Easing into darkness and light

I’ve been invited to participate in Grand Marais Art Colony‘s annual spring theme exhibit, entitled Rhythms of Darkness and Light. Participating artists will make new work in response to the theme. The show will be held March 23 – April 1, 2012. (NOTE: I’ll be teaching a katazome workshop at GMAC this coming summer.)
As I delve into this rich motif, I will share some of my process here. I’ll be working on several closely related pieces simultaneously, one of which will go into this show.

Playing with leaf bundles (as taught by India Flint in her marvy book) last week felt like the perfect way to begin contemplating the theme, allowing space for my imagination to simmer. My intention is to explore the use of these subtle prints as a background to imagery made with layers of rice paste, stencils, and natural pigments (katazome materials and techniques).

Beginning, there many images floating in my mind. A memory of a walk around my local pond near the summer solstice of 2010 is mingling with walks this winter where bare branches – subtle in color – and gray skies are dominant.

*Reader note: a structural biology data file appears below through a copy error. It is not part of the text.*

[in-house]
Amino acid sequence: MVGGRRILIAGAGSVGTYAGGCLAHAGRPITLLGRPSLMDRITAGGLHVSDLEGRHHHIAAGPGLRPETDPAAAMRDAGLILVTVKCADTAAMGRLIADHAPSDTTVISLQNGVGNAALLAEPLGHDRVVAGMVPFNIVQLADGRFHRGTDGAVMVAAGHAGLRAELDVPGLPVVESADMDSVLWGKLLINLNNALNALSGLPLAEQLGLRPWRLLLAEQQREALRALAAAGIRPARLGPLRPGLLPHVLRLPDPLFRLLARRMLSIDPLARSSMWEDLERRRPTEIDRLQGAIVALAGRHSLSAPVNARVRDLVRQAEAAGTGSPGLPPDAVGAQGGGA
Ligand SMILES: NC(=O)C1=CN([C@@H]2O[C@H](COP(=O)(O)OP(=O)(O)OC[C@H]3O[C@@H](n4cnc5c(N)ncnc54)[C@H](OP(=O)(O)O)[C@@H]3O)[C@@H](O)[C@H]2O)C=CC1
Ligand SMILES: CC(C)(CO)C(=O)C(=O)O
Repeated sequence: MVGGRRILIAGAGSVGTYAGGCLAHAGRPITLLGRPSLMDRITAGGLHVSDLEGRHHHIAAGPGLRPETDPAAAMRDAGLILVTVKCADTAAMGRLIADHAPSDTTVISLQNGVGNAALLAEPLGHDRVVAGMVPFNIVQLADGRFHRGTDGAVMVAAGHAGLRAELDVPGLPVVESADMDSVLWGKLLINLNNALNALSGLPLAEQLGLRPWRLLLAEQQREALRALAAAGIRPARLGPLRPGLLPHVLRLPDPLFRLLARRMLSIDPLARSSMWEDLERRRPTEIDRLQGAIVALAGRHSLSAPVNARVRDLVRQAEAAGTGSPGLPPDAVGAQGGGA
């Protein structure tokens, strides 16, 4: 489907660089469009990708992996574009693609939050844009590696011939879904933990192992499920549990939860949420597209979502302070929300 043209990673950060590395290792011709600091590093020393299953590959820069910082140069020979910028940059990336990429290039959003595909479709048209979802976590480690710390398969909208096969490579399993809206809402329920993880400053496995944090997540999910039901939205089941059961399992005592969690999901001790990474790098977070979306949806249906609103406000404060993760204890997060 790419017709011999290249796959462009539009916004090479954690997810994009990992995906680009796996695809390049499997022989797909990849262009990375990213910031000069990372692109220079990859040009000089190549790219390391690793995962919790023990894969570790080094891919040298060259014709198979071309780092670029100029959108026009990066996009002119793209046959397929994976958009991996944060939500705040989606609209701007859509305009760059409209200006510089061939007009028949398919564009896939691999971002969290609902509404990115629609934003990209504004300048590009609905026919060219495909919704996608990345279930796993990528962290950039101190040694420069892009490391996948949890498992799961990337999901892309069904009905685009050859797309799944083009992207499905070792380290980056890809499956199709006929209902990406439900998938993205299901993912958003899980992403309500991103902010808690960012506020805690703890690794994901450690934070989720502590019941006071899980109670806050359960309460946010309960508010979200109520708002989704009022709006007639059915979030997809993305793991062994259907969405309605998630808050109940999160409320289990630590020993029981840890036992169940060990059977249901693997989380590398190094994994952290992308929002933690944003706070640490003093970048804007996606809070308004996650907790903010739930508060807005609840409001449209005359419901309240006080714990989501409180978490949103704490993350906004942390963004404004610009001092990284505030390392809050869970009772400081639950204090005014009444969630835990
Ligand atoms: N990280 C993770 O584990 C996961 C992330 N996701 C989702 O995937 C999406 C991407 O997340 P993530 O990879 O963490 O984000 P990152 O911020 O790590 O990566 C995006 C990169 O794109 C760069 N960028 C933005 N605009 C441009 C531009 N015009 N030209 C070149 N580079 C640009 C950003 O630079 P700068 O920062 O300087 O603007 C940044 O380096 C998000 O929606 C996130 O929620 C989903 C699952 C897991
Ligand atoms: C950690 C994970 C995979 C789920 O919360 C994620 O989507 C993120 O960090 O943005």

As you know if you’ve visited this blog before, katazome is a centuries old Japanese tradition. Sometimes it’s perplexing to explain  to people why I am so passionate about these luscious materials and labor-intensive, exacting processes. This article, does a great job beginning to explain it, within the context of an exhibit review. Have a look:  Beauty in all things

 

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Author: Kit

I use the materials and techniques of the Japanese art of katazome (paste resist stencil dyeing) to capture my experience of nature. My work celebrates daily meetings with the wild birds, plants, and lake breezes of my local urban surroundings.

2 thoughts on “Easing into darkness and light”

  1. love your leaf fabric. I’d truly love to take a workshop on natural dying. Just not up to doing the book–I do love a teacher! your photo of the birds and the moon is stunning……..happy February!

  2. her book is so full of gorgeous photos it’s an inspiration in itself. I learn by doing too but also am quite a book worm!

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